Virtually all divorces have financial conflicts that are difficult to resolve. These situations are only made more challenging when there are children involved. If you’re going through this tumultuous process, you can avoid making expensive errors on your taxes by making sure you understand who is eligible for which credits and deductions.
Since parents are already dealing with the financial burden of raising children, there are several tax breaks meant to lower parents’ tax liability. In cases of shared custody, it becomes unclear who gets the tax breaks and when they can claim them. In many cases, the deduction and credit situation is detailed within a separation agreement or divorce decree.
Who can claim what and when?
The IRS is specific about its rules on which parent is able to claim dependent children for tax purposes. The claim must be taken by a custodial parent, meaning they have physical custody and the child is in this parent’s care most often.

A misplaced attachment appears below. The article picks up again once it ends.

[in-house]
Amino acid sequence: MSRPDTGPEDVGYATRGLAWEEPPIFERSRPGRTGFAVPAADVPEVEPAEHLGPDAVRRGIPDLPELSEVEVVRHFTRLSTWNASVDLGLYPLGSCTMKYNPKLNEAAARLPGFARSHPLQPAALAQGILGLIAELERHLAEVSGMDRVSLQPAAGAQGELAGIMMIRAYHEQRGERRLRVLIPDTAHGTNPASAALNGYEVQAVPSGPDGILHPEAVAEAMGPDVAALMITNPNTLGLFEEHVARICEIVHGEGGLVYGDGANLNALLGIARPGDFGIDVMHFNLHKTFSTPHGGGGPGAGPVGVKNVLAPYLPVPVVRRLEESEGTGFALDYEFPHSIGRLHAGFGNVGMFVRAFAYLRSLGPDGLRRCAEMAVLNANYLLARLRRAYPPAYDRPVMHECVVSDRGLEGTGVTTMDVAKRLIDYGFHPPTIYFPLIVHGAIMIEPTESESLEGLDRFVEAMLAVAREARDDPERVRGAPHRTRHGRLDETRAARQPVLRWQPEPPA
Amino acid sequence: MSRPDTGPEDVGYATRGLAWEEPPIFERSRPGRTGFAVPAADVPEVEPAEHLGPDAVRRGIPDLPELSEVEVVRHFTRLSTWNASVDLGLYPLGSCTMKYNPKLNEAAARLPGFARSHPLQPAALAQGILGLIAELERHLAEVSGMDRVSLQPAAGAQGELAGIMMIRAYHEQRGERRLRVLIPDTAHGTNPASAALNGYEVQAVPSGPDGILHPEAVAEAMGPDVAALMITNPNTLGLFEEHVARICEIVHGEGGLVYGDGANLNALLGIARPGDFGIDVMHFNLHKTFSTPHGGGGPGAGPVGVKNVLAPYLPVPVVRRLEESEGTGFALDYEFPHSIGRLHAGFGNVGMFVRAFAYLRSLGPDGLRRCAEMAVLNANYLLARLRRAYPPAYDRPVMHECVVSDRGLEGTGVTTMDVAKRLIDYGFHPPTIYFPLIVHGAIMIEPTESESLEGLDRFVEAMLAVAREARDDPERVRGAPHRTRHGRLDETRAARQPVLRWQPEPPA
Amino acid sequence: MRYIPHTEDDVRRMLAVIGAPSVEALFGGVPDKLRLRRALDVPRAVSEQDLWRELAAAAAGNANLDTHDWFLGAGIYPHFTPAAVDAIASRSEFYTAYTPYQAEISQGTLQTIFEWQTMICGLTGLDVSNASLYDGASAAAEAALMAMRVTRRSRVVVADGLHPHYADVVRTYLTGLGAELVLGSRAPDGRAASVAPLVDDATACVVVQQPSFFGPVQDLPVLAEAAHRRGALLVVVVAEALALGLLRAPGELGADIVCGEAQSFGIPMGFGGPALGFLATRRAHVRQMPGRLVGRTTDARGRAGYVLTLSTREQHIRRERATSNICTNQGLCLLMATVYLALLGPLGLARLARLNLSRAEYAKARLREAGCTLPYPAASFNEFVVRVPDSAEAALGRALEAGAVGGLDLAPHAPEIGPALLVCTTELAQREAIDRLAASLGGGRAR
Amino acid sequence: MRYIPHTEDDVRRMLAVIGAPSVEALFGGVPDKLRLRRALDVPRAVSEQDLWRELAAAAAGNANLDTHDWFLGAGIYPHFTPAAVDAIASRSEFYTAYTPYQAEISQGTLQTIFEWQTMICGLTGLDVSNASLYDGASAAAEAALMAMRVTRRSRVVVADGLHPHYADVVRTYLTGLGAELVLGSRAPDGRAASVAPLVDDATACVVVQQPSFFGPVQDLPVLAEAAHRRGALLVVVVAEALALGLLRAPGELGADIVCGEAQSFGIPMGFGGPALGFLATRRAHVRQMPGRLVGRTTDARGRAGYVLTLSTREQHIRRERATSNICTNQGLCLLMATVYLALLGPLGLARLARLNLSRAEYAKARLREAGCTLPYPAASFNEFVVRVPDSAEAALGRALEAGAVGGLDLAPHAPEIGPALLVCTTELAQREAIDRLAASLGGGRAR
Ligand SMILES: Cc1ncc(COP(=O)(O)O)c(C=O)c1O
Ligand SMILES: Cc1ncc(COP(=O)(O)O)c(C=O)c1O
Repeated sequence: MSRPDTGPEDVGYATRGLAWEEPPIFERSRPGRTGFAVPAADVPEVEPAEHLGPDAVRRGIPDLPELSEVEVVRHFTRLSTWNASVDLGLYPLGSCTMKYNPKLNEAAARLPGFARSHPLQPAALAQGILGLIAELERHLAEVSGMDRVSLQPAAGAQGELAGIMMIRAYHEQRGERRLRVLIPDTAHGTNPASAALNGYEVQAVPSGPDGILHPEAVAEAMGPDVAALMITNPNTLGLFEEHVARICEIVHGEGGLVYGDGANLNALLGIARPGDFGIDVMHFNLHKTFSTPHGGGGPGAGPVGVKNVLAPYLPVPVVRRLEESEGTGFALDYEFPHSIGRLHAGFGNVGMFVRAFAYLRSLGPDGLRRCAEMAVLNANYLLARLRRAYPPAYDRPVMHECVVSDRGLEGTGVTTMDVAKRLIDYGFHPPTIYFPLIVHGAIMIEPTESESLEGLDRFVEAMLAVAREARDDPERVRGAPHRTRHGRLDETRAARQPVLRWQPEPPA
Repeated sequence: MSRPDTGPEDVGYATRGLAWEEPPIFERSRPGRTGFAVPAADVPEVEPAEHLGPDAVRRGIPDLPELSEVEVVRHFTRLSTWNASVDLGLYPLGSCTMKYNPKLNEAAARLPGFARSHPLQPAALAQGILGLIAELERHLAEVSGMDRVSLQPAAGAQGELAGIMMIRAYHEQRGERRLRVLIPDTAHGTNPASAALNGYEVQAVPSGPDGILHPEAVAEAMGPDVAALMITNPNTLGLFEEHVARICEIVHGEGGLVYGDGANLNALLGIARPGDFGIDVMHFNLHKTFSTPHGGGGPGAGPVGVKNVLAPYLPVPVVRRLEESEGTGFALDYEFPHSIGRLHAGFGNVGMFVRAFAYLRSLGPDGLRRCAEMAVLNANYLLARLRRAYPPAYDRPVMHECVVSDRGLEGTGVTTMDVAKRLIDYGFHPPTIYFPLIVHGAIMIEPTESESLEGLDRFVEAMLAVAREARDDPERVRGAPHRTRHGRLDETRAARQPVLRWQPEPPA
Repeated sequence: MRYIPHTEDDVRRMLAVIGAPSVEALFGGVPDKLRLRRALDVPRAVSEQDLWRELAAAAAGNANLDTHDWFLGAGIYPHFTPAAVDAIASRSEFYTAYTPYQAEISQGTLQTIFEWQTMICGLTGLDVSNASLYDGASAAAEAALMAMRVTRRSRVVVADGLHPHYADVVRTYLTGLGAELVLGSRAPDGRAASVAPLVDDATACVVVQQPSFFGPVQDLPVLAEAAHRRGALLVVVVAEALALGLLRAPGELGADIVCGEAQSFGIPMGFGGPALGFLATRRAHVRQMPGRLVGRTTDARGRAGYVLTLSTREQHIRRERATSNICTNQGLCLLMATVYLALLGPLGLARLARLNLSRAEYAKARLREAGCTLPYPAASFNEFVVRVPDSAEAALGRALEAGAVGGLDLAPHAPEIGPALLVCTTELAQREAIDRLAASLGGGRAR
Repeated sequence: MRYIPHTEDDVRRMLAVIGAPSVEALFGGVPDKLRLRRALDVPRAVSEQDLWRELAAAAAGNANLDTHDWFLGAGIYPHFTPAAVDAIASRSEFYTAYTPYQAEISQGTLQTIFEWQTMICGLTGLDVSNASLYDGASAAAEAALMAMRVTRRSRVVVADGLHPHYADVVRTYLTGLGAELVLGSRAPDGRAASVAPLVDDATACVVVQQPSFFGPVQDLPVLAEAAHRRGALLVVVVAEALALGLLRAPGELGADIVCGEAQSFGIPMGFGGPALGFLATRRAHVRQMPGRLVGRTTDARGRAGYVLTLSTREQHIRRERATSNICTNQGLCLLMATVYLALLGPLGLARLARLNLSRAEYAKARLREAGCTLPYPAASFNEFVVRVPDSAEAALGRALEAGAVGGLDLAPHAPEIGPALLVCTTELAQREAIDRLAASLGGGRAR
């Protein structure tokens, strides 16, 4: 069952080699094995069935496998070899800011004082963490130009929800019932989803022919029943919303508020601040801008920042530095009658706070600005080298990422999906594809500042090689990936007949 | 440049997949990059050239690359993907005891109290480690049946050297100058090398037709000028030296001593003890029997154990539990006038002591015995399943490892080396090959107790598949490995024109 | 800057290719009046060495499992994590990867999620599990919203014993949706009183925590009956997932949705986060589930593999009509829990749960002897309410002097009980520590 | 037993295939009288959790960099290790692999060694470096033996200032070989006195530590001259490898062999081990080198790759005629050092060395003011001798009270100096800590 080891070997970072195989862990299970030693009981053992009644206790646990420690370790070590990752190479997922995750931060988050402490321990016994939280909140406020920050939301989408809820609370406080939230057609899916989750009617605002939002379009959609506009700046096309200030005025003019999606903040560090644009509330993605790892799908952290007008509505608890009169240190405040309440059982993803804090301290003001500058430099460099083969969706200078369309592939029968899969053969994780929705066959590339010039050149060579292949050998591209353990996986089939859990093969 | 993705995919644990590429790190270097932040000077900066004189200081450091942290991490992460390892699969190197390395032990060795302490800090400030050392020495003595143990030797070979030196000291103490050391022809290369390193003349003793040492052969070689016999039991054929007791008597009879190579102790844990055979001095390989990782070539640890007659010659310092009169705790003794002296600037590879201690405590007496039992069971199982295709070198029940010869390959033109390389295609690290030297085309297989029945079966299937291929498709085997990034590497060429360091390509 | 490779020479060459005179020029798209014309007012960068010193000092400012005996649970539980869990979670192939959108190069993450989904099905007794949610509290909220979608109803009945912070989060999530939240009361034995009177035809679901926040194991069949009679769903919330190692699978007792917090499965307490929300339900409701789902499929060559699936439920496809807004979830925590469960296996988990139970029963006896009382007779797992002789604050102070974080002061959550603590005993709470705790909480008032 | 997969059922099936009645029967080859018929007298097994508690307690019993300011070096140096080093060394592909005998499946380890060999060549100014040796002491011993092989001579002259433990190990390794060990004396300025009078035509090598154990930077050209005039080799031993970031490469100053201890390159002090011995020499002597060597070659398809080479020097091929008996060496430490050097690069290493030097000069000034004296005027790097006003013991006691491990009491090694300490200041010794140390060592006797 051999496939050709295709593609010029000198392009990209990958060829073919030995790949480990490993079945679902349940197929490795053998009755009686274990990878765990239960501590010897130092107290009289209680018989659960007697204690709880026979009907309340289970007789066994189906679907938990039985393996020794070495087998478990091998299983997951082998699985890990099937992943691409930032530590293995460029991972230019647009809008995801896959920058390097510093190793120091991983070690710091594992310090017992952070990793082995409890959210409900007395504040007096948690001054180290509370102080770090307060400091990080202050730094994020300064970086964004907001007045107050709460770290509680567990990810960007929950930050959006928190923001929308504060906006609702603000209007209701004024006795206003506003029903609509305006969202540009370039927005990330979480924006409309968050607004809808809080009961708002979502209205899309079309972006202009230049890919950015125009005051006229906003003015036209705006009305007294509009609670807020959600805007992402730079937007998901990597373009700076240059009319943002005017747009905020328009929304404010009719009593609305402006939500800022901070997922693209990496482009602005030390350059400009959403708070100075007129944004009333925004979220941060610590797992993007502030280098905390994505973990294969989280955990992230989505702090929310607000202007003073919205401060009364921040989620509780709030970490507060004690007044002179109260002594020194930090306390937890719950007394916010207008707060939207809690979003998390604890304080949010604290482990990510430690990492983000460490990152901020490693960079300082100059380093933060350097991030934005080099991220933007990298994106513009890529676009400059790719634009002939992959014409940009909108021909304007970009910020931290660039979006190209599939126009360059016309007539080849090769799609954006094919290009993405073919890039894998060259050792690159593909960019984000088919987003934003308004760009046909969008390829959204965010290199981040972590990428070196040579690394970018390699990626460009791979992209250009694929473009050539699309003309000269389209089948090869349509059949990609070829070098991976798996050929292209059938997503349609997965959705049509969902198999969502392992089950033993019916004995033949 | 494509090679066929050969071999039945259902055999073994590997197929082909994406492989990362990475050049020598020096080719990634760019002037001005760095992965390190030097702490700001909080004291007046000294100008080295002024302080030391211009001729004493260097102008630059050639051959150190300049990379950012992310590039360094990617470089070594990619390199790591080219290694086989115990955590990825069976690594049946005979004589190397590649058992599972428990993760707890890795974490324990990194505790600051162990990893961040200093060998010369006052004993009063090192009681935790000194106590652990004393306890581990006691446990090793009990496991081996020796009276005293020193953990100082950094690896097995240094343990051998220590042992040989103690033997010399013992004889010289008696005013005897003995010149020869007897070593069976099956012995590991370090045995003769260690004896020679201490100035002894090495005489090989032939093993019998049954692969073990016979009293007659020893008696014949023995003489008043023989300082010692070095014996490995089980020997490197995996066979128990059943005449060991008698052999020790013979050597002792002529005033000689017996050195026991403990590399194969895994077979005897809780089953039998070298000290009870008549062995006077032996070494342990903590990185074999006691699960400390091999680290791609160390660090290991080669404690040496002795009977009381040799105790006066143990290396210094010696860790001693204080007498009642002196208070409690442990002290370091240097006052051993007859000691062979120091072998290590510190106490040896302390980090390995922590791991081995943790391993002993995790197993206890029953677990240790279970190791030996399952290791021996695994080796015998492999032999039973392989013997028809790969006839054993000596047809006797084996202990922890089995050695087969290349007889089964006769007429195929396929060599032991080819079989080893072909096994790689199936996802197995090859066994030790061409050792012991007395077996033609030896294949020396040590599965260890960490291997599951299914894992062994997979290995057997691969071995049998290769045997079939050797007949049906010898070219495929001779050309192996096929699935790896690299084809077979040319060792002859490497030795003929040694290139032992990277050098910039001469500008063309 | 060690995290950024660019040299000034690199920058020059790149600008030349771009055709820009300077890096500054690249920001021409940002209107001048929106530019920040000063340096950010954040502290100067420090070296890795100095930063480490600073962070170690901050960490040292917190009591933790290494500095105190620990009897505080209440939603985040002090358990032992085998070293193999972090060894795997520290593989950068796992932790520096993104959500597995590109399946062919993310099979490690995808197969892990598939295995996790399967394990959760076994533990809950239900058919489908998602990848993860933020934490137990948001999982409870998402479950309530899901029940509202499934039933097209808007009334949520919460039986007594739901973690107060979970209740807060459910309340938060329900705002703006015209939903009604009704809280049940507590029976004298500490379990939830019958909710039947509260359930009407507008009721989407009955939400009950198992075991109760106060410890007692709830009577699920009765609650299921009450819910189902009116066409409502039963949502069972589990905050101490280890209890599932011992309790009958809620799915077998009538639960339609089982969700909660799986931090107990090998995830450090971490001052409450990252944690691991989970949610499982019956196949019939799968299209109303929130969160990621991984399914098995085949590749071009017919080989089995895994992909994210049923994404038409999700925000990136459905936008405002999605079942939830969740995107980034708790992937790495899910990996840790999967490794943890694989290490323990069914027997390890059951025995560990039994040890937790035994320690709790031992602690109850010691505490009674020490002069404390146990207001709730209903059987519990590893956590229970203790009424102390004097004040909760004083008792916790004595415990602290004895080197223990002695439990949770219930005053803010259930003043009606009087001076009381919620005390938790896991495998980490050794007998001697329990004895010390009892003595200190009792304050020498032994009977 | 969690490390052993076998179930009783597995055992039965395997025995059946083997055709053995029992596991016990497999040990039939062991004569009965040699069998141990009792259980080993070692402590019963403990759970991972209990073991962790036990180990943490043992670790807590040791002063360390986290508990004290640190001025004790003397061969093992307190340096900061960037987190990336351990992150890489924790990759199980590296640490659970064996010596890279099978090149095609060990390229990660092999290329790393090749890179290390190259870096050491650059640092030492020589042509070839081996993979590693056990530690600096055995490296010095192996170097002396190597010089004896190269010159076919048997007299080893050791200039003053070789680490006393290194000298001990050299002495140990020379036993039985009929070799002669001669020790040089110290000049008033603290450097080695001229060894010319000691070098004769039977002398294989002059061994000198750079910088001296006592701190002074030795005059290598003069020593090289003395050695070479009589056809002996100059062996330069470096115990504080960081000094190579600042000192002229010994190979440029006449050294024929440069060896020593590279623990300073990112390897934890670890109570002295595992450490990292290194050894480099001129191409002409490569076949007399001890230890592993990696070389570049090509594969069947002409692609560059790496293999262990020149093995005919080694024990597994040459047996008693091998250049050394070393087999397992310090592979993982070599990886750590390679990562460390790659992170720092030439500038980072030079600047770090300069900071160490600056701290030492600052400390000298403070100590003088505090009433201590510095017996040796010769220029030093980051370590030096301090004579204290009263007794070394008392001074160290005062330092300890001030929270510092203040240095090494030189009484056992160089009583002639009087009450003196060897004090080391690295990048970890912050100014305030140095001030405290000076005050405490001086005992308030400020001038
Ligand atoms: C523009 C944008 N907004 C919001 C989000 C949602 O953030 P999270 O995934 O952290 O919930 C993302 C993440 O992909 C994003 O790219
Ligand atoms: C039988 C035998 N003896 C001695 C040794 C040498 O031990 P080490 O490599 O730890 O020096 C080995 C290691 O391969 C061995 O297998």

Parents should be aware of the difference between child tax credits and deductions. Child tax credits are a way of lowering your owed taxes dollar-per-dollar. With tax deductions, on the other hand, your annual taxable income is reduced. When used strategically, divorced parents can maximize their savings when it comes tax time.
The most difficult credit and deduction situations come with joint custody. With these cases, parents are usually best off if they can work together and decide on alternating years when they’ll claim the tax benefits.
It’s not always easy to understand who gets the credits and deductions for divorced parents in shared custody situations. As long as you take the time to understand who can claim what and when they can claim it, you and your ex-partner can save as much money as possible on taxes and put it right back into parenting.